To sum up then, before one can even argue that these verses have any relevance to Millet's premise, it must first be proved that verse nine refers to God the Father-and that is far from certain. But even if that is assumed, these verses can do no more than say the Father is not the Son and vice versa, which comes as no surprise to any believer in the doctrine of the Trinity. These verses do not assign any function as exclusively the province of either the Father or the Son. They say absolutely nothing about the relative knowledge or spheres of dominion of the Father and the Son, much less suggest that there is any inferiority to the Son's knowledge or dominion as compared to the Father's.
Luke 22:29: "And I appoint unto you a kingdom, as my Father hath appointed unto me." Whether Jesus is saying that the Father has directed Him to give a kingdom to the disciples,6 or that His giving them a kingdom is typical of the Father having given Christ a kingdom, the basic picture remains the same. The Father directs all the Son's activities and the Son is voluntarily submitted to the Father. Previous articles in this series have already demonstrated that the submission of the Son to the Father requires no variance between them; and that fact may be taken as applying to both their nature and wills. Where two eternally existent and eternally perfect wills are concerned, and both agree that the One will always be in submission to the Other, there can be both submission and perfect unity.
To that unity it may certainly be added that there is also a perfect equality. The Father's directing, and the Son's obedience, requires no inferiority of any kind in the Son. He does not obey because the Father is more God than is the Son. His submission is voluntary, and it involves roles or functions in the Godhead mutually agreed upon by all parties thereto. As has been often noted, this is paralleled in the human relationship of marriage. The Bible makes it clear that men and women are equal in Christ,7 yet the husband is head of the wife,8 and not the reverse. Their roles are simply functionally different, but both man and woman are fully human and share the exact same human nature. There are, however, multiple human beings. There are not multiple Gods.9 If both the Father and the Son fully possess the Divine nature, then they share a single essence of Being (and that, together with the Holy Spirit). There is thus but One God, one Being, Who is three Persons. Not one God who is three Gods, nor three Persons who are one Person, but simply One God, one Being, Who is three Persons.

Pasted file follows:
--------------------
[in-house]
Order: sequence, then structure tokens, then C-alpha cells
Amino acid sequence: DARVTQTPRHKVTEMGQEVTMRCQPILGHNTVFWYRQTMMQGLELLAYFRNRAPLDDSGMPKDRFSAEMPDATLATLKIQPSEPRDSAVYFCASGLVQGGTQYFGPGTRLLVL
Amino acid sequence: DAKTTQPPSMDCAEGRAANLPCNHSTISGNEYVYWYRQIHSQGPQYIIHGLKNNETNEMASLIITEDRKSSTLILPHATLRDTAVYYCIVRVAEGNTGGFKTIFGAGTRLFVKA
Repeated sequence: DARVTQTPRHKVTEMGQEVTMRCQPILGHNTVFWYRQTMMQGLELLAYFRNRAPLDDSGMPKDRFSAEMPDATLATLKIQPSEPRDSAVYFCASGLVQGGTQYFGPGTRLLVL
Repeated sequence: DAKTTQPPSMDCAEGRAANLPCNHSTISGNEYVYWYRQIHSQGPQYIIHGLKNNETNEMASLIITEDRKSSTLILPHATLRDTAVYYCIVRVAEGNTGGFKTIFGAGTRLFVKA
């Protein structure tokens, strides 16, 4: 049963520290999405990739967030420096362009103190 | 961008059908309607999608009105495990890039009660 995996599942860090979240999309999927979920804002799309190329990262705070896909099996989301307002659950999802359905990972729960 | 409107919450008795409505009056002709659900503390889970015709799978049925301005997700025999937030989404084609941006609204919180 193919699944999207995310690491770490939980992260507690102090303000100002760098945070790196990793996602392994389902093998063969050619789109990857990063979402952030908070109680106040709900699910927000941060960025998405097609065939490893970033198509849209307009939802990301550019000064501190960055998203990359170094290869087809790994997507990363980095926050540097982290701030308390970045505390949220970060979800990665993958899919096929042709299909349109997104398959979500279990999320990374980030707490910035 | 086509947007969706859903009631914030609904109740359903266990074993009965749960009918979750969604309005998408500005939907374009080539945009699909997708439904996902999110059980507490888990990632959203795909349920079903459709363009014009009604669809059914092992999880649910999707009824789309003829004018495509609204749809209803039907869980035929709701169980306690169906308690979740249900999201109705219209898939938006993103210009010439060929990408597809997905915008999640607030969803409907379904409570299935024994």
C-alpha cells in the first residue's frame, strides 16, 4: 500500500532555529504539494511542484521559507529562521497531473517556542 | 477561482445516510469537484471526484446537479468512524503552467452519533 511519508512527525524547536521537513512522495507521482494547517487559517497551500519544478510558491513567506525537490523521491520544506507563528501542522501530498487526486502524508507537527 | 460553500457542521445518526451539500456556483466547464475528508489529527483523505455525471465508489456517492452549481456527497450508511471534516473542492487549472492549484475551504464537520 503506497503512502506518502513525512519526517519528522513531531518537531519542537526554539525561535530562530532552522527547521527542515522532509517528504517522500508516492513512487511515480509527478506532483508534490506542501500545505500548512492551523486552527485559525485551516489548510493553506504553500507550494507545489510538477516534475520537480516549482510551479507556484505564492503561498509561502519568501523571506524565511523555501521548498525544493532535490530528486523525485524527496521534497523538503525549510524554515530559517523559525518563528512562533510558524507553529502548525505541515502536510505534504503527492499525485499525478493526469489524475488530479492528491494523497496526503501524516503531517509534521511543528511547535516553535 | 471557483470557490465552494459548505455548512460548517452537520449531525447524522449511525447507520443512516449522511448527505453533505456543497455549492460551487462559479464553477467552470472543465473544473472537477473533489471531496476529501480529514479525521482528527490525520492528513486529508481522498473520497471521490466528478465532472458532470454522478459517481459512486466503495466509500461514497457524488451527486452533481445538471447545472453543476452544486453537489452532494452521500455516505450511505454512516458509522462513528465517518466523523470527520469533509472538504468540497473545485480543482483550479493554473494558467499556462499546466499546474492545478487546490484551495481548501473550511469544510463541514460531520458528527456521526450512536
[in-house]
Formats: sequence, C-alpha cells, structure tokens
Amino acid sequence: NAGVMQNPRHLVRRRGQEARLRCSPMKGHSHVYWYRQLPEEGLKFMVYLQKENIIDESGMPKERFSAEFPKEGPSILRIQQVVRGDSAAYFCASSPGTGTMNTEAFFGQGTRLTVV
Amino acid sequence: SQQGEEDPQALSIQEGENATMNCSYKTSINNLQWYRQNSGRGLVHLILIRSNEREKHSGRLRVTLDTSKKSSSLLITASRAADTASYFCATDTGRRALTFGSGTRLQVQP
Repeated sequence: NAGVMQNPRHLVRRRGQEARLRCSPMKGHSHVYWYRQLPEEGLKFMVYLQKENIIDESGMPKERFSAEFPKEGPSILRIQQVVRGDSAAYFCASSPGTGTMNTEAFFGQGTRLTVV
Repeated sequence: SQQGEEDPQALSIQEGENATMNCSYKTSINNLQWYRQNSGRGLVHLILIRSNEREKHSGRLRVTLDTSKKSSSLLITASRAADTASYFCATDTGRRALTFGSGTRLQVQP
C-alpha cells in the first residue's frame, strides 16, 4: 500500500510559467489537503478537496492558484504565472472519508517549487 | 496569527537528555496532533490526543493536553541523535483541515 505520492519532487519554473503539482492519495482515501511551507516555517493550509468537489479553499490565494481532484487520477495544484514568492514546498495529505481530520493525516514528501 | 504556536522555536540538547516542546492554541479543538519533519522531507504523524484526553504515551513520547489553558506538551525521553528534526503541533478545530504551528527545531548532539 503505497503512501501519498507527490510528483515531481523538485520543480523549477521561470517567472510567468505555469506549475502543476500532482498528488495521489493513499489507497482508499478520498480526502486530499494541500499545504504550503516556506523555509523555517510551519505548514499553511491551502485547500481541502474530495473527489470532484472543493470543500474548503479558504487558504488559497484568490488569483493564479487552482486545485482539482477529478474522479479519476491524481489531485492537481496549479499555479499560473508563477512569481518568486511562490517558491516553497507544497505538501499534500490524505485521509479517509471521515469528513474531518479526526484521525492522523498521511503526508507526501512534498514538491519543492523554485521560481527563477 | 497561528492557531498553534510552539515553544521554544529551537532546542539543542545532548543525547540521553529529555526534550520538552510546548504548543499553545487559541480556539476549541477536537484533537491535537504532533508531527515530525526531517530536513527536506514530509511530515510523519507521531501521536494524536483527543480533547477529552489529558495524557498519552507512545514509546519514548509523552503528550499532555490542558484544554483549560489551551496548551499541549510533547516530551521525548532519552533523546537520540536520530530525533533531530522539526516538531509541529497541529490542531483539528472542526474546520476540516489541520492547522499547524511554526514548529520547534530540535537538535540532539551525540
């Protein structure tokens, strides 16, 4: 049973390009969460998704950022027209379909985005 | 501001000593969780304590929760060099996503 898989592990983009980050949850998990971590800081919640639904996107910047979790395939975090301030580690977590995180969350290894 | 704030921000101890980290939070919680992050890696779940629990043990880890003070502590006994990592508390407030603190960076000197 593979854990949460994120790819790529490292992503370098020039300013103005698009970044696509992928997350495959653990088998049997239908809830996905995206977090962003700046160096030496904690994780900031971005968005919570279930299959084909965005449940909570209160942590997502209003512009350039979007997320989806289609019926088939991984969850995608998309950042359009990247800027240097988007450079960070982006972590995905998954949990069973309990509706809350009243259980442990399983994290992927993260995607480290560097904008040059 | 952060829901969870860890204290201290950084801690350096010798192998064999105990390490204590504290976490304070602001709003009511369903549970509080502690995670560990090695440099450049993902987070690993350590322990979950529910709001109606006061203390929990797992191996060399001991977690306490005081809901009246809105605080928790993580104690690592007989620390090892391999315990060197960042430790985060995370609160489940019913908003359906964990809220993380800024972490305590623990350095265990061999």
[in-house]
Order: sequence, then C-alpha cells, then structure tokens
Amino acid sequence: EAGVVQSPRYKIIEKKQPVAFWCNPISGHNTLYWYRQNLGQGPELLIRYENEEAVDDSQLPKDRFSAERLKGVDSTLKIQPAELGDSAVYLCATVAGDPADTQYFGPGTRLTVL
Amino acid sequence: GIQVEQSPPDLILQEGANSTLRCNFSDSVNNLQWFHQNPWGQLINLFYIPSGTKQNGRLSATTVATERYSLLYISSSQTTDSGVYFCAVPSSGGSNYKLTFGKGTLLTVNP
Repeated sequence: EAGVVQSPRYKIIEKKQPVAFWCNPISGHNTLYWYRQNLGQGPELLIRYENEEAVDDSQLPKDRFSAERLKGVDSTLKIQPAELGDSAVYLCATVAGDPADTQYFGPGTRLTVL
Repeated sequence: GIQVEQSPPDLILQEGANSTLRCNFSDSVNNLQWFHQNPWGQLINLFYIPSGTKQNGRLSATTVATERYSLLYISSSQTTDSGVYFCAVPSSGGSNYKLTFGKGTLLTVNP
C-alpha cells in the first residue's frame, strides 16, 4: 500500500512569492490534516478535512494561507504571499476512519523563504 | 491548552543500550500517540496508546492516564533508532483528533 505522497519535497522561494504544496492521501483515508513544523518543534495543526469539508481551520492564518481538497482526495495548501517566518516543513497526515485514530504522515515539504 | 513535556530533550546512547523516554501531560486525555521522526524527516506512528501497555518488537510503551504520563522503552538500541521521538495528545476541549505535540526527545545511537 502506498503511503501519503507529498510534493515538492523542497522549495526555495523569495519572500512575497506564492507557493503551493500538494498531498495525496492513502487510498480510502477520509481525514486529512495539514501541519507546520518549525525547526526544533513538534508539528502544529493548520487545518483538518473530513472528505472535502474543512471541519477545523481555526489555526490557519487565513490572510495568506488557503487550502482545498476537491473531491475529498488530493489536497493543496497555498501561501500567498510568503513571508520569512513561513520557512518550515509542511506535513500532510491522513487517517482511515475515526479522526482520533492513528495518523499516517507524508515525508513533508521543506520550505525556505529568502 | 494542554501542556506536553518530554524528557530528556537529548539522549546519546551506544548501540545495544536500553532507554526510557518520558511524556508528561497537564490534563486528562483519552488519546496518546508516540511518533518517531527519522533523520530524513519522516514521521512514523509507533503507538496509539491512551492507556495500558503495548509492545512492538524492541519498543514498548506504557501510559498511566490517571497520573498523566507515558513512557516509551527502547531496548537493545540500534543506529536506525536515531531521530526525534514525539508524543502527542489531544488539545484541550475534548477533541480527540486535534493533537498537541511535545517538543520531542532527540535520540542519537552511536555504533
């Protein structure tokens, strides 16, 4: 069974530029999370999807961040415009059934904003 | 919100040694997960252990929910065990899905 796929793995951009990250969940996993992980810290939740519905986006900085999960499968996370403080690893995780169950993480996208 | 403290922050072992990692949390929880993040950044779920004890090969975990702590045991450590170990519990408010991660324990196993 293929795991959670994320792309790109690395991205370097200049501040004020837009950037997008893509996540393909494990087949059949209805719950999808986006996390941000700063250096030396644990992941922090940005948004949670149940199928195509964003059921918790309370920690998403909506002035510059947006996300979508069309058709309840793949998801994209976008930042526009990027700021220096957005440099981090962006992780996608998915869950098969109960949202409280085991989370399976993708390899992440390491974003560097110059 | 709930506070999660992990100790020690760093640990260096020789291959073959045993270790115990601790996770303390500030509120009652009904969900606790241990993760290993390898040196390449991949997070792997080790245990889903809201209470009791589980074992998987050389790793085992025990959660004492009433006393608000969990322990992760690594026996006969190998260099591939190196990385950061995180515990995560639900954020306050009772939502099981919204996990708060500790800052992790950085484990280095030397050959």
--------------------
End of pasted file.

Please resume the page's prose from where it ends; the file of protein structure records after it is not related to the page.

Luke 23:34: "Then said Jesus, Father, forgive them; for they know not what they do. And they parted his raiment, and cast lots." How does this verse demonstrate that "the Father has power, knowledge, glory, and dominion (including the right and powers to direct that dominion) that the Son does not have and to which the Son is in subjection"? Is it Millet's argument that Jesus could not forgive them on His own authority? His forgiving the sins of the lame man, and His claim that the Father had "committed all judgement to the Son"10 fell that argument. Is it Millet's argument that Jesus had to persuade the Father to forgive, that He was telling the Father something the Father didn't already know about their motivation? That would seem to argue the opposite of Millet's premise, unless one assumes the Father answered Jesus' prayer negatively.
Jesus is the outshining of the Father's glory.11 The revelation of His heart in this prayer is the revelation of the Father's heart as well. One cannot imagine any disunity between the Father and the Son at this point. Jesus prayed just as the Spirit of God which was in Him12 moved Him to pray. Once again, this verse cannot legitimately be pressed into the service of Millet's premise. It simply does not suggest, much less prove, even one aspect of that premise. It poses no question or threat to the doctrine of the Trinity, and it fails miserably to support Mormon polytheism.
1 Millet, The Mormon Faith, (Salt Lake City: Deseret Publishing Co., 1998): 190.
2 Journal of Discourses, Vol. 11, p. 123. The full quote pertains to another (though related) subject, also worth noting: "He [God] created man, as we create our children; for there is no other process of creation in heaven, on the earth, in the earth, or under the earth, or in all the eternities, that is, that were, or that ever will be." This lends great clarity to the Mormon doctrine on God the Father's relations with Mary to produce a physical body for Jesus.
3 With the exception, of course, of Joseph Smith's own "Inspired" version. However, for all the improvements and advantages claimed for it over the KJV, Smith's "Inspired" version is not printed or used by the Salt Lake City based Church except for excerpts contained in the Church published editions of the KJV.
4 John 3:13. Joseph Smith did not tamper with this verse as it stands in the KJV.
5 vv. 8, 10.
6 cf. Luke 12:32.
7 Galatians 3:28.
8 Ephesians 5:23.
9 Isaiah 43:10; 44:6, 8; Deuteronomy 4:35, 39.
10 Luke 5:22-24; (cf. Matthew 9:1; Mark 2:5); John 5:22.
11 Hebrews 1:3; John 12:44-45; 13:9
12 2 Corinthians 5:19; John 13:10.